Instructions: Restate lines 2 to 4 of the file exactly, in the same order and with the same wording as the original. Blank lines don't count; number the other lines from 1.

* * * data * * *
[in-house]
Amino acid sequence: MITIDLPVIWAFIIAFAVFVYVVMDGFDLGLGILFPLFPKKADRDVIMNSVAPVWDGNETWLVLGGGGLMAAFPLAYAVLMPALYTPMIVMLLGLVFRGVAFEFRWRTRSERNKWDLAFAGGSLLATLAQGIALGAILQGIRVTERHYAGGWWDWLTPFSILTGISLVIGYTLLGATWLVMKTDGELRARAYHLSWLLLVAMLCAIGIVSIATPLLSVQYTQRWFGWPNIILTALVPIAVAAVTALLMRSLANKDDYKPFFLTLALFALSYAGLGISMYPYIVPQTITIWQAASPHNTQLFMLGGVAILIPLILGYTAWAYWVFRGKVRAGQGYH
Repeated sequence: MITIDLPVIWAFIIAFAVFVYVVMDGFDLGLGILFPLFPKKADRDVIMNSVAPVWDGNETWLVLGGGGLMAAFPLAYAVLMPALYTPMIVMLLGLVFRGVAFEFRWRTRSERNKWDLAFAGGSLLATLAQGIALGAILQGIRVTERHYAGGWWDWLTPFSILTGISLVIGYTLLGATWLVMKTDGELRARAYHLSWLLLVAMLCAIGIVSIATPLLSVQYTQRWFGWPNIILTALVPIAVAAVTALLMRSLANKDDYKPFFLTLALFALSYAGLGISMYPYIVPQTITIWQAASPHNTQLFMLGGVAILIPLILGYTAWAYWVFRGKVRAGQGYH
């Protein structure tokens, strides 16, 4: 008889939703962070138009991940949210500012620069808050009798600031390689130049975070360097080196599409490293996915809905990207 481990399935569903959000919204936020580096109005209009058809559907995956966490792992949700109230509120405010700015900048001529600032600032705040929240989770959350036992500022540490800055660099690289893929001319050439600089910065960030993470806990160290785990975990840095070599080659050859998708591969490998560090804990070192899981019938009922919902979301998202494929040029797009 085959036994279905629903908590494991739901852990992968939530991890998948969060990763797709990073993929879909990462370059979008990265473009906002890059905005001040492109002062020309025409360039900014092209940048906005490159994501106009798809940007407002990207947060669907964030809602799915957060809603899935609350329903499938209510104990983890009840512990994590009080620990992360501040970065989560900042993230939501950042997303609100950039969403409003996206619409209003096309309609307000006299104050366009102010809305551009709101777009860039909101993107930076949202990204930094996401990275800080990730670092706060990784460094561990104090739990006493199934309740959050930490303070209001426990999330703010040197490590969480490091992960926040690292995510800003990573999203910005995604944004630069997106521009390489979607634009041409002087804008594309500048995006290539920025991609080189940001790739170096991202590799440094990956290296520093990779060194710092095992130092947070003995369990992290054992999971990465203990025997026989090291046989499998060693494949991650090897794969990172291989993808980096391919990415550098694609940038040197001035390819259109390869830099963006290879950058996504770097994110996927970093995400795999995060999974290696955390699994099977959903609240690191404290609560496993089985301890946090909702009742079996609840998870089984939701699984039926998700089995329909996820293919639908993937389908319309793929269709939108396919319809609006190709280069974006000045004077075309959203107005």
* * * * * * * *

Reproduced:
Amino acid sequence: MITIDLPVIWAFIIAFAVFVYVVMDGFDLGLGILFPLFPKKADRDVIMNSVAPVWDGNETWLVLGGGGLMAAFPLAYAVLMPALYTPMIVMLLGLVFRGVAFEFRWRTRSERNKWDLAFAGGSLLATLAQGIALGAILQGIRVTERHYAGGWWDWLTPFSILTGISLVIGYTLLGATWLVMKTDGELRARAYHLSWLLLVAMLCAIGIVSIATPLLSVQYTQRWFGWPNIILTALVPIAVAAVTALLMRSLANKDDYKPFFLTLALFALSYAGLGISMYPYIVPQTITIWQAASPHNTQLFMLGGVAILIPLILGYTAWAYWVFRGKVRAGQGYH
Repeated sequence: MITIDLPVIWAFIIAFAVFVYVVMDGFDLGLGILFPLFPKKADRDVIMNSVAPVWDGNETWLVLGGGGLMAAFPLAYAVLMPALYTPMIVMLLGLVFRGVAFEFRWRTRSERNKWDLAFAGGSLLATLAQGIALGAILQGIRVTERHYAGGWWDWLTPFSILTGISLVIGYTLLGATWLVMKTDGELRARAYHLSWLLLVAMLCAIGIVSIATPLLSVQYTQRWFGWPNIILTALVPIAVAAVTALLMRSLANKDDYKPFFLTLALFALSYAGLGISMYPYIVPQTITIWQAASPHNTQLFMLGGVAILIPLILGYTAWAYWVFRGKVRAGQGYH
């Protein structure tokens, strides 16, 4: 008889939703962070138009991940949210500012620069808050009798600031390689130049975070360097080196599409490293996915809905990207 481990399935569903959000919204936020580096109005209009058809559907995956966490792992949700109230509120405010700015900048001529600032600032705040929240989770959350036992500022540490800055660099690289893929001319050439600089910065960030993470806990160290785990975990840095070599080659050859998708591969490998560090804990070192899981019938009922919902979301998202494929040029797009 085959036994279905629903908590494991739901852990992968939530991890998948969060990763797709990073993929879909990462370059979008990265473009906002890059905005001040492109002062020309025409360039900014092209940048906005490159994501106009798809940007407002990207947060669907964030809602799915957060809603899935609350329903499938209510104990983890009840512990994590009080620990992360501040970065989560900042993230939501950042997303609100950039969403409003996206619409209003096309309609307000006299104050366009102010809305551009709101777009860039909101993107930076949202990204930094996401990275800080990730670092706060990784460094561990104090739990006493199934309740959050930490303070209001426990999330703010040197490590969480490091992960926040690292995510800003990573999203910005995604944004630069997106521009390489979607634009041409002087804008594309500048995006290539920025991609080189940001790739170096991202590799440094990956290296520093990779060194710092095992130092947070003995369990992290054992999971990465203990025997026989090291046989499998060693494949991650090897794969990172291989993808980096391919990415550098694609940038040197001035390819259109390869830099963006290879950058996504770097994110996927970093995400795999995060999974290696955390699994099977959903609240690191404290609560496993089985301890946090909702009742079996609840998870089984939701699984039926998700089995329909996820293919639908993937389908319309793929269709939108396919319809609006190709280069974006000045004077075309959203107005």